Pawar’s ‘Best Qualification’? Pratibha Pawar, Who ‘Got’ Ajit Home
There was a look in Sharad Pawar's eyes as he gazed upon his wife Pratibha who sat opposite him in the state aircraft ferrying us from Bombay to Pune one afternoon in the autumn of 1994. I had sought an interview with the chief minister of Maharashtra, but Pawar was so busy that he had time to talk to journalists only between point-to-point on his travels across the state.
Now he was headed for Baramati, his home town, and his office called me and a fellow journalist from a Marathi newspaper that morning, to be sure to be at the airport in a couple of hours. For the CM would have no time for us after this tour was over and done with. Elections were due within a few months, and campaign duties would crowd his schedule thereafter.
A Glimpse Into a Lesser-Known Side of Sharad Pawar
I sat next to Pratibha Pawar and diagonally opposite the chief minister, as my colleague and I began to fire questions at him even before the aircraft took off. Once up in the air, though, we began to feel a little hot under the collar, but the three of us were too engrossed in our conversation to adjust the temperature.
Mrs Pawar had her nose buried in a magazine. She looked up at the three of us, then reached overhead to adjust the knobs. Instantly, Pawar dropped the conversation and stood up to turn the air-conditioning vent towards his wife. She had gone back to her reading, but Pawar looked at her with melting eyes and asked with great concern, “Ata bara vaatata tula? (Do you feel better now?)”
She merely nodded, but he continued looking at her with care, concern, worry, and a lot of emotion in his eyes for a few more seconds, before turning to the two completely nonplussed journalists who had been given an unexpected glimpse into a very personal and humane side of the most powerful power couple of those days.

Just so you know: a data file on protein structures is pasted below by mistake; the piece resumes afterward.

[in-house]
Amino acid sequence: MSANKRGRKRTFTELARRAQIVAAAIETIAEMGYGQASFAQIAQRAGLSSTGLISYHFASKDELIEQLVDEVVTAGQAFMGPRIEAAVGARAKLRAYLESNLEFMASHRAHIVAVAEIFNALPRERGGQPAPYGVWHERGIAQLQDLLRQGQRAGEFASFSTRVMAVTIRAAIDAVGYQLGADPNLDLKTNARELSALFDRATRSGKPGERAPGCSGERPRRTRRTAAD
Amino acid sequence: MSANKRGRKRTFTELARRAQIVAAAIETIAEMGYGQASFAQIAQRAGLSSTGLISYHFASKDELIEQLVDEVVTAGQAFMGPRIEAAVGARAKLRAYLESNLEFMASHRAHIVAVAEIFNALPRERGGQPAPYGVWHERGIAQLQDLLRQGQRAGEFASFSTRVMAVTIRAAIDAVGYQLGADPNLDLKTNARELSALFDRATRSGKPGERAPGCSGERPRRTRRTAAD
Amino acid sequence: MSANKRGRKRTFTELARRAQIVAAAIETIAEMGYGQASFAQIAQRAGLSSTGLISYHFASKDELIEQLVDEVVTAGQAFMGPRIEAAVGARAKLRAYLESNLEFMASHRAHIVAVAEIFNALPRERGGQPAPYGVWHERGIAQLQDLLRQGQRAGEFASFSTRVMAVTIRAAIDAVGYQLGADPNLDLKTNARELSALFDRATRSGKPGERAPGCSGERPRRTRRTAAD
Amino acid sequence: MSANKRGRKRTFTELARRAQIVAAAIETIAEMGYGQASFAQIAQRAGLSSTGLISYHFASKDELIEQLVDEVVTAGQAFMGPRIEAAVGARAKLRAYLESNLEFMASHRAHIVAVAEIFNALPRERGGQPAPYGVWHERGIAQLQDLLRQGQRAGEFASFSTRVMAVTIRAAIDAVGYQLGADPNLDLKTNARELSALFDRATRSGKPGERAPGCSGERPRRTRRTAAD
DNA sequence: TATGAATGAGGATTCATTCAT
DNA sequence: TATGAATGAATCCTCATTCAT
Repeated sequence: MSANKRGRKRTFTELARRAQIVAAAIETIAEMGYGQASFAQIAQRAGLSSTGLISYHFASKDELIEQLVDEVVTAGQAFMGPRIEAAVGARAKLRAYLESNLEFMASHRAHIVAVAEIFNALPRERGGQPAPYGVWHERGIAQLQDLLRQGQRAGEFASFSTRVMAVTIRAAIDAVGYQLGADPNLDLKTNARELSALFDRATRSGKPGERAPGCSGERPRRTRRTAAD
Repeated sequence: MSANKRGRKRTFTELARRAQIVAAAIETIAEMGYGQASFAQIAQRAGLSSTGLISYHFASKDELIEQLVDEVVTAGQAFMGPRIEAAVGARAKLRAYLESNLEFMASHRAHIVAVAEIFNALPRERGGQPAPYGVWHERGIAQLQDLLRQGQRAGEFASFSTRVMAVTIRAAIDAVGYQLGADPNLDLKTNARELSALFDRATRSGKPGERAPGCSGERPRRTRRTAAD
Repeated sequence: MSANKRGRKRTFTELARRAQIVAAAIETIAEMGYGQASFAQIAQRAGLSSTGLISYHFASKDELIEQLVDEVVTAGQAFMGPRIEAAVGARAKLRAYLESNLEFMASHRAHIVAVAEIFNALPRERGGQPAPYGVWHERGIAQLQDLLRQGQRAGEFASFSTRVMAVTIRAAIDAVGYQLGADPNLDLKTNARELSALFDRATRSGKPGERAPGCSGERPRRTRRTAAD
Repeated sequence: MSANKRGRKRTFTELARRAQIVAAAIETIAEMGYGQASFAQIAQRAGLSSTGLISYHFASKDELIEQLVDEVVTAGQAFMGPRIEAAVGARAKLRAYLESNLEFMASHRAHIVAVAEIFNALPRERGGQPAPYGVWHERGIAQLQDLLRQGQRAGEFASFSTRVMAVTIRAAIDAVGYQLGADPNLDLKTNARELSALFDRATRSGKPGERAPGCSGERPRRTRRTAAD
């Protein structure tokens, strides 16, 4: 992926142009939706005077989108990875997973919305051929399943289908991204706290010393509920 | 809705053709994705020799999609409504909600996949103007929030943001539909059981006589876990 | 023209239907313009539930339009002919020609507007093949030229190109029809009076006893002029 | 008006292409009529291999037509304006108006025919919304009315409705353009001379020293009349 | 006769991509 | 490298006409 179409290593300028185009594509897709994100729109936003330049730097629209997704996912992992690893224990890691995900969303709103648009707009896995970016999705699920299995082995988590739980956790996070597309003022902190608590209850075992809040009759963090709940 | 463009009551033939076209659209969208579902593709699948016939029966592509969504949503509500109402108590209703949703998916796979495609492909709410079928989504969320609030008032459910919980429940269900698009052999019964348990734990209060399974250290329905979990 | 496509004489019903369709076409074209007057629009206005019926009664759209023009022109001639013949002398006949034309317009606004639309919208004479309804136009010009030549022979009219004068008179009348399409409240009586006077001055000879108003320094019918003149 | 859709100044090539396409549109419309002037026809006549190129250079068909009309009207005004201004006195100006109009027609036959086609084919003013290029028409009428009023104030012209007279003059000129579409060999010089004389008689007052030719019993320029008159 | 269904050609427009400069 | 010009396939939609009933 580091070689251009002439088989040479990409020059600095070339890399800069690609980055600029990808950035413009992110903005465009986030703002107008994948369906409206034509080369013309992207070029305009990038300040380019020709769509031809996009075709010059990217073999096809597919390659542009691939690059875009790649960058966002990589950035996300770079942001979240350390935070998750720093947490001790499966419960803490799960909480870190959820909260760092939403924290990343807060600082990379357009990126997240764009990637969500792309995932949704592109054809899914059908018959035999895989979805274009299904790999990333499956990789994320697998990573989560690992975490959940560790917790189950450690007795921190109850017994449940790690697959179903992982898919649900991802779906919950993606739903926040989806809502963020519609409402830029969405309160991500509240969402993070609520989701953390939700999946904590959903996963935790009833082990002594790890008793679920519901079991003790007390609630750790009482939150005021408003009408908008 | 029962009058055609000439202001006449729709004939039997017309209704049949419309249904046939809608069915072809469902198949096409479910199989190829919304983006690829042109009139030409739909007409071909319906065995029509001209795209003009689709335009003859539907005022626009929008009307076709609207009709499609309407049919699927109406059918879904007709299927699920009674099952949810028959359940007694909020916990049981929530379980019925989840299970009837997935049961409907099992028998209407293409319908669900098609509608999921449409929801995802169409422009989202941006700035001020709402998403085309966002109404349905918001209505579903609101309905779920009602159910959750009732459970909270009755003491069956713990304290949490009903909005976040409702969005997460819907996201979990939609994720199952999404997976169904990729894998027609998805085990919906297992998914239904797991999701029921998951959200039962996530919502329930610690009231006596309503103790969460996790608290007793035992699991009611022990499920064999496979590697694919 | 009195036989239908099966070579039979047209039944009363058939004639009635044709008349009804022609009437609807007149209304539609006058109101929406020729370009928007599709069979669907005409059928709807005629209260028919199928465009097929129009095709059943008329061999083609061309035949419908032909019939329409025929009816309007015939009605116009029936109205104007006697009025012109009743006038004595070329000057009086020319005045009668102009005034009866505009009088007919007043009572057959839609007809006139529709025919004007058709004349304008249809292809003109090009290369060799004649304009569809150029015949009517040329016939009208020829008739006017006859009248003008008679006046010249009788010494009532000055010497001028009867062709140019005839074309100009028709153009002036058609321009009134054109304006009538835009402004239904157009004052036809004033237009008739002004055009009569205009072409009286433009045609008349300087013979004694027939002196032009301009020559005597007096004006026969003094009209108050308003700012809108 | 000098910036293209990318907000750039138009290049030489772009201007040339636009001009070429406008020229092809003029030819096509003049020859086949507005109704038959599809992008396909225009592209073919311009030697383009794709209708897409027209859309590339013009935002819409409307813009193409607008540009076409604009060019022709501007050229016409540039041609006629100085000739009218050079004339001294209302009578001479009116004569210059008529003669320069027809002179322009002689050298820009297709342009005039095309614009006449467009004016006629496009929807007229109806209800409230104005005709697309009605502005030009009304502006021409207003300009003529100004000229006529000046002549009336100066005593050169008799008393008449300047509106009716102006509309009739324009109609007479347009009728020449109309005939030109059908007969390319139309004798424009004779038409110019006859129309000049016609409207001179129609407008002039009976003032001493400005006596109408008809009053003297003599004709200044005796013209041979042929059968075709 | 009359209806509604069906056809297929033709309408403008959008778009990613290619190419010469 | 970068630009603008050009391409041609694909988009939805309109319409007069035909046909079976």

When we landed at the Pune airport , Pawar was inevitably swallowed up by hundreds of sloganeering supporters who mobbed the chief minister all the way from the arrival lounge to his waiting car. I tried to plunge into that mob of mostly men, so as not to lose sight of Pawar or be left behind. I felt a gentle tug at my sleeve and turned round to see Pratibha Pawar who pulled me into a corner with a soft admonition. “Don't! He will not forget you. He will not leave me behind either.”
Pratibha Pawar: The Image of ‘Quiet Dignity’
Even as I and my other female colleague continued to look frantically at the chief minister being ferreted away by his aides, he opened the door of his car and gave out some instructions. An aide came running over to Pratibha Pawar to say, “Saheb is first visiting the hospital (to see his ailing brother). He wants the two journalists to wait for him at the state guest house. He will pick them up en route to Baramati. I will accompany you to your cars.”
Mrs Pawar again just nodded, but turned a gentle smile upon us which said, “I told you there was no need to worry,” before we got into our respective vehicles and went off in different directions.